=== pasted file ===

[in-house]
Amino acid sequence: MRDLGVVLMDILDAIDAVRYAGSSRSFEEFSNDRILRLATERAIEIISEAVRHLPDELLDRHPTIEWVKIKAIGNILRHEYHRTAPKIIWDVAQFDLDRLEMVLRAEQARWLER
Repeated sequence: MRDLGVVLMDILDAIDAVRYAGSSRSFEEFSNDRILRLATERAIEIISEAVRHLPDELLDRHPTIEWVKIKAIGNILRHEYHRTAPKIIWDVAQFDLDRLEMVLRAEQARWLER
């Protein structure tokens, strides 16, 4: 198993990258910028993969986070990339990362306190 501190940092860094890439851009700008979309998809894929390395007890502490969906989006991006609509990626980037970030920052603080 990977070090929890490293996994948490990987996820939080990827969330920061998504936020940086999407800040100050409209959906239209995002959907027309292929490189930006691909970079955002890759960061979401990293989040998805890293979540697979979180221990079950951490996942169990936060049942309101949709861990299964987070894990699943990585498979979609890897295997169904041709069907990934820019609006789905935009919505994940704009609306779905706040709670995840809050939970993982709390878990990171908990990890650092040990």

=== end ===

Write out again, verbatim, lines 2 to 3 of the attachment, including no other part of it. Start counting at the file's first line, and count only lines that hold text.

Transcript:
Amino acid sequence: MRDLGVVLMDILDAIDAVRYAGSSRSFEEFSNDRILRLATERAIEIISEAVRHLPDELLDRHPTIEWVKIKAIGNILRHEYHRTAPKIIWDVAQFDLDRLEMVLRAEQARWLER
Repeated sequence: MRDLGVVLMDILDAIDAVRYAGSSRSFEEFSNDRILRLATERAIEIISEAVRHLPDELLDRHPTIEWVKIKAIGNILRHEYHRTAPKIIWDVAQFDLDRLEMVLRAEQARWLER